Postgraduate Course: Probabilistic Modelling and Reasoning (INFR11134)
|School||School of Informatics
||College||College of Science and Engineering
|Credit level (Normal year taken)||SCQF Level 11 (Postgraduate)
||Availability||Available to all students
|Summary||When dealing with real world data, we often need to deal with uncertainty. For example, short segments of speech may be ambiguous, and we need to take into account context in order to make sense of an utterance. Probability theory provides a rigorous method for representing and reasoning with uncertain knowledge. The course covers two main areas (i) the process of inference with probabilistic models and (ii) learning probabilistic models from data. Its aim is to provide a firm grounding in probabilistic modelling and reasoning, and to give a basis which will allow students to go on to develop their interests in more specific areas, such as statistical language modelling, bioinformatics, computational neuroscience, or computer vision, to name a few examples.
The course will cover the most important topics in probabilistic modelling and unsupervised learning, and provide a thorough basis for understanding extensions, further developments and applications.
While the precise topics will vary slightly from year to year, the core content will revolve around:
- probabilistic graphical models
- exact inference
- learning from data
- methods for approximate inference and learning
The course will be delivered in a series of lectures and exercises. In addition to working through exercises with pencil and paper, the students will be expected to complete some programming exercises to gain experience with implementing and using the material taught in the course.
The detailed course syllabus is available on the course homepage https://www.inf.ed.ac.uk/teaching/courses/pmr
Entry Requirements (not applicable to Visiting Students)
||Other requirements|| This course is open to all Informatics students including those on joint degrees. For external students where this course is not listed in your DPT, please seek special permission from the course organiser.
1. Probability theory: Discrete and continuous univariate random variables. Expectation, variance. Joint and conditional distributions. Univariate and multivariate Gaussian distribution.
2. Linear algebra: Vectors and matrices: definitions, addition. Matrix multiplication, matrix inversion. Eigenvectors, determinants, quadratic forms.
3. Calculus: Functions of several variables. Partial differentiation. Multivariate maxima and minima. Integration: need to know definitions, including multivariate integration.
4. Special functions: Log, exp are fundamental.
5 . Geometry: Basics of lines, planes and hyperplanes. Coordinate geometry of circle, sphere, ellipse, ellipsoid and n-dimensional generalizations.
Programming prerequisite: A basic level of programming is assumed and not covered in lectures.
Previously taking and being happy with MLPR is highly recommended for this course: PMR has similar mathematical requirements to MLPR, and there will be some assumption that people are familiar with machine learning concepts such as those taught on MLPR or an equivalent course.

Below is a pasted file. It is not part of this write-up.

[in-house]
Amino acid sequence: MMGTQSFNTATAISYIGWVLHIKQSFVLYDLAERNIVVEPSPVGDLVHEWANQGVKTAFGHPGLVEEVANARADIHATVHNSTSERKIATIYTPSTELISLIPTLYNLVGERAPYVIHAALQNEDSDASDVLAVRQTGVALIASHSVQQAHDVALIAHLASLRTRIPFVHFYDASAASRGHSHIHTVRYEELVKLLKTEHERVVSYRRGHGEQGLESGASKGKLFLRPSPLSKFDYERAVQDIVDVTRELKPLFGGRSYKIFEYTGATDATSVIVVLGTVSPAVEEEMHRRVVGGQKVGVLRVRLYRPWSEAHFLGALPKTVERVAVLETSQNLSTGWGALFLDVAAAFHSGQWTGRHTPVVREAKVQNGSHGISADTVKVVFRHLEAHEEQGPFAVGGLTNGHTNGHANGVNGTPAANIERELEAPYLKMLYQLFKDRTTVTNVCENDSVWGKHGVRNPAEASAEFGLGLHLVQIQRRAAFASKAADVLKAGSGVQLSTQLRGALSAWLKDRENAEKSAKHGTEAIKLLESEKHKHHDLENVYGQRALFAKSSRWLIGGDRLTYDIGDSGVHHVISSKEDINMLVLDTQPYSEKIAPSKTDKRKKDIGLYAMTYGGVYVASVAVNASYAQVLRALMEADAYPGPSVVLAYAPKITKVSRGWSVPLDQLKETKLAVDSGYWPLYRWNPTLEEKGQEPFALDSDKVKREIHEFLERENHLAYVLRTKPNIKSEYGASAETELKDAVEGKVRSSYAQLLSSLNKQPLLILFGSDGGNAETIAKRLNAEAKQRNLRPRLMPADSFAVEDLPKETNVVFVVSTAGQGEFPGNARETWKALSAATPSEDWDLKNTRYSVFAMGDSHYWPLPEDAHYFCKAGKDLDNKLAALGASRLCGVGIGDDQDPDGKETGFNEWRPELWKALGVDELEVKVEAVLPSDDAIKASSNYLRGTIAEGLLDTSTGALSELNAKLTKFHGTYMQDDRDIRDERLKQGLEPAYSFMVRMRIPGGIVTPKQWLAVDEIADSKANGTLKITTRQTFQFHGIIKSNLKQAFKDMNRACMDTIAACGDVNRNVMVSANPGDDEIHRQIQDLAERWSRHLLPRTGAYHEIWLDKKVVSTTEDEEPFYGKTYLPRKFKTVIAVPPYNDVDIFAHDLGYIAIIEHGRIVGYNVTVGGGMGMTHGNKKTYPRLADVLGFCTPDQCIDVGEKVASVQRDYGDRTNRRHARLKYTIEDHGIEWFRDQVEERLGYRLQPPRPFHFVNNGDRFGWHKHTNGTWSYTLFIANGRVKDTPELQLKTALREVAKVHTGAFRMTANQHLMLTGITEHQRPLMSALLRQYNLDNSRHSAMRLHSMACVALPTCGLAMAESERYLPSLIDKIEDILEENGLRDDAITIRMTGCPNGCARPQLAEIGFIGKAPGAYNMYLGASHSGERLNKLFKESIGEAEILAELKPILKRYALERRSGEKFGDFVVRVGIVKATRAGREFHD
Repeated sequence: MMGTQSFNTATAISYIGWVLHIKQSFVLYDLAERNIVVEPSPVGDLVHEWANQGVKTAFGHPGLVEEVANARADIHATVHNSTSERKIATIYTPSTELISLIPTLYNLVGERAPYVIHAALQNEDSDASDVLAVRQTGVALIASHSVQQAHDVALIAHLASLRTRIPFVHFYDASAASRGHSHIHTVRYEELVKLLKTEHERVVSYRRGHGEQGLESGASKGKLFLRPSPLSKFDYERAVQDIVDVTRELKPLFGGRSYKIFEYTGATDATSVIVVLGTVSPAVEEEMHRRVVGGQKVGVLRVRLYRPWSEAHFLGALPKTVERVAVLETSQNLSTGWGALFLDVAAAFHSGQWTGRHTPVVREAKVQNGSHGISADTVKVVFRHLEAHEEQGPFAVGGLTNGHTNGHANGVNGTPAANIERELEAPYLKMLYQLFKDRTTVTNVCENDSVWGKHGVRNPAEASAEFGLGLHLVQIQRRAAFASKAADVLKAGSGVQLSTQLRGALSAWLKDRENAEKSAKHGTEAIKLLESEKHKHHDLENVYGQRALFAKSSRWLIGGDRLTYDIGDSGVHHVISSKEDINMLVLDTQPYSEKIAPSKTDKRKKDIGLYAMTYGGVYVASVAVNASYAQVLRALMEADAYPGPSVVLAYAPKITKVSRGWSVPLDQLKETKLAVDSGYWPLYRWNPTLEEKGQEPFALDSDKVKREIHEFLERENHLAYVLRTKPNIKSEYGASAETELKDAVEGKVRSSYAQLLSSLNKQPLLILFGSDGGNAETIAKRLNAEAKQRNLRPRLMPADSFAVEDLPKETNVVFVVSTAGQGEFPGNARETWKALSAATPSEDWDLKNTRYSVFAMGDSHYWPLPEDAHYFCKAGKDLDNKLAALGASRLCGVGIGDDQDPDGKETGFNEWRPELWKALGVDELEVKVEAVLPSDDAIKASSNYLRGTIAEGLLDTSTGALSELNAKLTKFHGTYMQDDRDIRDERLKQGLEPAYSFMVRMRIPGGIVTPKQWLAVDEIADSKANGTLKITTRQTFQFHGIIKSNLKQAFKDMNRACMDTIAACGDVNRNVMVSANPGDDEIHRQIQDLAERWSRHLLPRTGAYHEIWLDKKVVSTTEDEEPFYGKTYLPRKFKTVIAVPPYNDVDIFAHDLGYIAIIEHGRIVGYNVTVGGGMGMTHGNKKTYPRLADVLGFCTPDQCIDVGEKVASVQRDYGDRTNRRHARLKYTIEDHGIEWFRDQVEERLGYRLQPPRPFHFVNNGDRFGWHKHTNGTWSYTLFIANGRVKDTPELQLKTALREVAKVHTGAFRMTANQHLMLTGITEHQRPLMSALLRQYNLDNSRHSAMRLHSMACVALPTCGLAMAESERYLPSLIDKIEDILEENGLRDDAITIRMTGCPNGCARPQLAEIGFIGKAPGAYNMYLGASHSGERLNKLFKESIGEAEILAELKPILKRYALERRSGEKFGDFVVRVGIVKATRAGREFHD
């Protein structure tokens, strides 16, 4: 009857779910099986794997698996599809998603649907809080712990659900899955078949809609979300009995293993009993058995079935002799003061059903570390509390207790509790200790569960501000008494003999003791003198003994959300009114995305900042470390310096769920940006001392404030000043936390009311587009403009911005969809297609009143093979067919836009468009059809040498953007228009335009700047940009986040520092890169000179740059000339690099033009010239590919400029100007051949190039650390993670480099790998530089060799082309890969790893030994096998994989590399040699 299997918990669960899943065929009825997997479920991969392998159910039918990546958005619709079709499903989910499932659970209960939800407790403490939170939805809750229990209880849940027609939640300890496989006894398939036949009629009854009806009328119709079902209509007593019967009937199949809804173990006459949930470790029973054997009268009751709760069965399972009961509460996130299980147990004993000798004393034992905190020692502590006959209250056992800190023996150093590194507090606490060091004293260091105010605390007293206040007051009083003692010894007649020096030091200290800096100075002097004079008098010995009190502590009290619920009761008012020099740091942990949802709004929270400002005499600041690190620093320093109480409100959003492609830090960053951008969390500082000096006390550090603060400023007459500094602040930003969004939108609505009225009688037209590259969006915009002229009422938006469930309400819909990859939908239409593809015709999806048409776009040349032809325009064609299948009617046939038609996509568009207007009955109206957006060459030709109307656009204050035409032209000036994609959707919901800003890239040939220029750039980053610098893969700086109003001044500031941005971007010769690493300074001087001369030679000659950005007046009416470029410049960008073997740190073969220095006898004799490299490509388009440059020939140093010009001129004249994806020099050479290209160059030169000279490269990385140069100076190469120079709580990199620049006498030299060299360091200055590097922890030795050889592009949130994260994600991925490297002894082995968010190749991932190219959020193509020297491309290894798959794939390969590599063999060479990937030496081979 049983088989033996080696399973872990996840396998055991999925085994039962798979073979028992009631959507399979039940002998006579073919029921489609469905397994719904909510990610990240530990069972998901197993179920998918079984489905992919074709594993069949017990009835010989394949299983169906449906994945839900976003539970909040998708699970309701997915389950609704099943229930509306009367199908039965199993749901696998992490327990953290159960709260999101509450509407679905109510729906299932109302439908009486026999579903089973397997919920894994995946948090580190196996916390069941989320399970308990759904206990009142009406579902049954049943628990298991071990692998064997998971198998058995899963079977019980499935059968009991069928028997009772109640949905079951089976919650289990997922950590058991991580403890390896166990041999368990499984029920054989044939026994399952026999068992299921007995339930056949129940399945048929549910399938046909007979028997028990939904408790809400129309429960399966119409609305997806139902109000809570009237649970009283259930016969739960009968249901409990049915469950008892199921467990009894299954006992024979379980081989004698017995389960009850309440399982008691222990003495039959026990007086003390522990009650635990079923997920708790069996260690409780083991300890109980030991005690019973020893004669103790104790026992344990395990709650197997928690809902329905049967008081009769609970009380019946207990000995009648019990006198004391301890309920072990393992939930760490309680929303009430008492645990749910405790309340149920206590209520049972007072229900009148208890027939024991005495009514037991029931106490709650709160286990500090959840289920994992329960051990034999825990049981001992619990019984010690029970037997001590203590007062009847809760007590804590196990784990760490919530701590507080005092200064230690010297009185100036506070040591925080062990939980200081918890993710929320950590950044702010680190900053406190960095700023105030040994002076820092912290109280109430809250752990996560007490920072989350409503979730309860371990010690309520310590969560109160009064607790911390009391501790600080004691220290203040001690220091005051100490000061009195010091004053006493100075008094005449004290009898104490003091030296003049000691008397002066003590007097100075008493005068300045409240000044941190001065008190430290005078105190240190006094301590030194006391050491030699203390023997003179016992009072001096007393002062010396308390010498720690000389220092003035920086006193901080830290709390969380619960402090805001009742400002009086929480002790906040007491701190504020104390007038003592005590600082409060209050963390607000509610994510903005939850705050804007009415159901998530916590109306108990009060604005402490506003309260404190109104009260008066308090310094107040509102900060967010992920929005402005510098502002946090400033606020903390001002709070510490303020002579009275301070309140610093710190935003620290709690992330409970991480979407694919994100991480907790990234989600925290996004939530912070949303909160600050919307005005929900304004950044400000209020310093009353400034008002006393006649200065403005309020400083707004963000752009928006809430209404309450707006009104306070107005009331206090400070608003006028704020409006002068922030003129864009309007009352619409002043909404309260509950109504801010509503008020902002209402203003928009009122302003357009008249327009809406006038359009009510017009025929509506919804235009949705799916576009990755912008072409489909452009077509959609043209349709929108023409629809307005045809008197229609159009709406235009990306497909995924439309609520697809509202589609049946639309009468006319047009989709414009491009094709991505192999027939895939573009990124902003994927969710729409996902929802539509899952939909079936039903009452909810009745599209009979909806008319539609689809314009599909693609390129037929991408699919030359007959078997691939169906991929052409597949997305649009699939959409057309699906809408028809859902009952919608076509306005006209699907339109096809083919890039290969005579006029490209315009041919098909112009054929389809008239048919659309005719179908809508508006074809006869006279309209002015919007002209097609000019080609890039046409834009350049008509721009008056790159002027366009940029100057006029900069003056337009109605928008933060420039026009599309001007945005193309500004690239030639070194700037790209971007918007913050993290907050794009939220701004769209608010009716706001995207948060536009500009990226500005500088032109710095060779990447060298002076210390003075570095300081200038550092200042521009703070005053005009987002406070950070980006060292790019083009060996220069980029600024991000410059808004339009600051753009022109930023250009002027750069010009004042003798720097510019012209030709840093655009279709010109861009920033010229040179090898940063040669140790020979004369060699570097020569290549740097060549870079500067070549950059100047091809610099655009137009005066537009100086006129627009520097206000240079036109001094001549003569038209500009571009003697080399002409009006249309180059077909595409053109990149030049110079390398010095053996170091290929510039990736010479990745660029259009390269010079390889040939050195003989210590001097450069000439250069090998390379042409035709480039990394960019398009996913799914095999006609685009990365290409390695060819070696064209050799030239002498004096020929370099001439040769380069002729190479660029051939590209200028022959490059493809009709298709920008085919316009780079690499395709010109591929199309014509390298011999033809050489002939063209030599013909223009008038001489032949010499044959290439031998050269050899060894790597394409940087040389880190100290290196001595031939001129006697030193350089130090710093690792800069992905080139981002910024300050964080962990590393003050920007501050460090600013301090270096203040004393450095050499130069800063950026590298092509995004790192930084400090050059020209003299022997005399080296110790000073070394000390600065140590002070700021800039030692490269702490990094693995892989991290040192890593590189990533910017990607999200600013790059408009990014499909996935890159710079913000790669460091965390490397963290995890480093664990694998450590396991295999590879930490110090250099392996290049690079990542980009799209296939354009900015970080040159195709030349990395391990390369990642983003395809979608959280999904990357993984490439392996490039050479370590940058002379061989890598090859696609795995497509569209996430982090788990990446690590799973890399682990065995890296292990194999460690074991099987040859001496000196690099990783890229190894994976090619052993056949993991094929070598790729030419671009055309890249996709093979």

Information for Visiting Students
|High Demand Course?
Course Delivery Information
|Academic year 2021/22, Available to all students (SV1)
|Learning and Teaching activities (Further Info)
Lecture Hours 30,
Seminar/Tutorial Hours 10,
Feedback/Feedforward Hours 2,
Summative Assessment Hours 2,
Programme Level Learning and Teaching Hours 4,
Directed Learning and Independent Learning Hours
|Assessment (Further Info)
|Additional Information (Assessment)
||Written Exam 75 %,
Quizzes 25 %
The material covered in the lecture, the required reading, the pen-and-paper and programming exercises are examinable unless otherwise mentioned. Exam-style questions and their solutions are provided in the tutorials.
||Feedback will primarily be provided through tutorials, an online forum, and direct interactions with the tutors, TA and lecturer.
||Hours & Minutes
|Main Exam Diet S2 (April/May)||2:00|
On completion of this course, the student will be able to:
- Define the joint distribution implied by directed and undirected probabilistic graphical models, convert between different graphical models, and carry out inference in graphical models from first principles by hand.
- Demonstrate understanding of frequentist and Bayesian methods for parameter estimation by hand derivation of estimation equations for specific problems.
- Critically discuss differences between various latent variable models for data and derive EM updates for various latent variable models. Demonstrate ability to implement approximate inference and learning methods.
- Explain when and why the methods taught in the course are applicable and demonstrate experience gained from practically implementing them.
|Graduate Attributes and Skills
||The student will be able to reason about uncertainty, an important transferable skill.
In addition the student will be able to:
- Undertake critical evaluations of a wide range of numerical and graphical data.
- Apply critical analysis, evaluation and synthesis to forefront issues, or issues that are informed by forefront developments in the subject/discipline/sector.
- Identify, conceptualise and define new and abstract problems and issues.
- Develop original and creative responses to problems and issues.
- Critically review, consolidate and extend knowledge, skills, practices and thinking in a subject/discipline/sector.
- Deal with complex issues and make informed judgements in situations in the absence of complete or consistent data/information.
|Keywords||Bayesian Statistics,Unsupervised Learning,Probabilistic Models
|Course organiser||Dr Michael Urs Gutmann
Tel: (0131 6)50 5190
|Course secretary||Ms Lindsay Seal
Tel: (0131 6)50 2701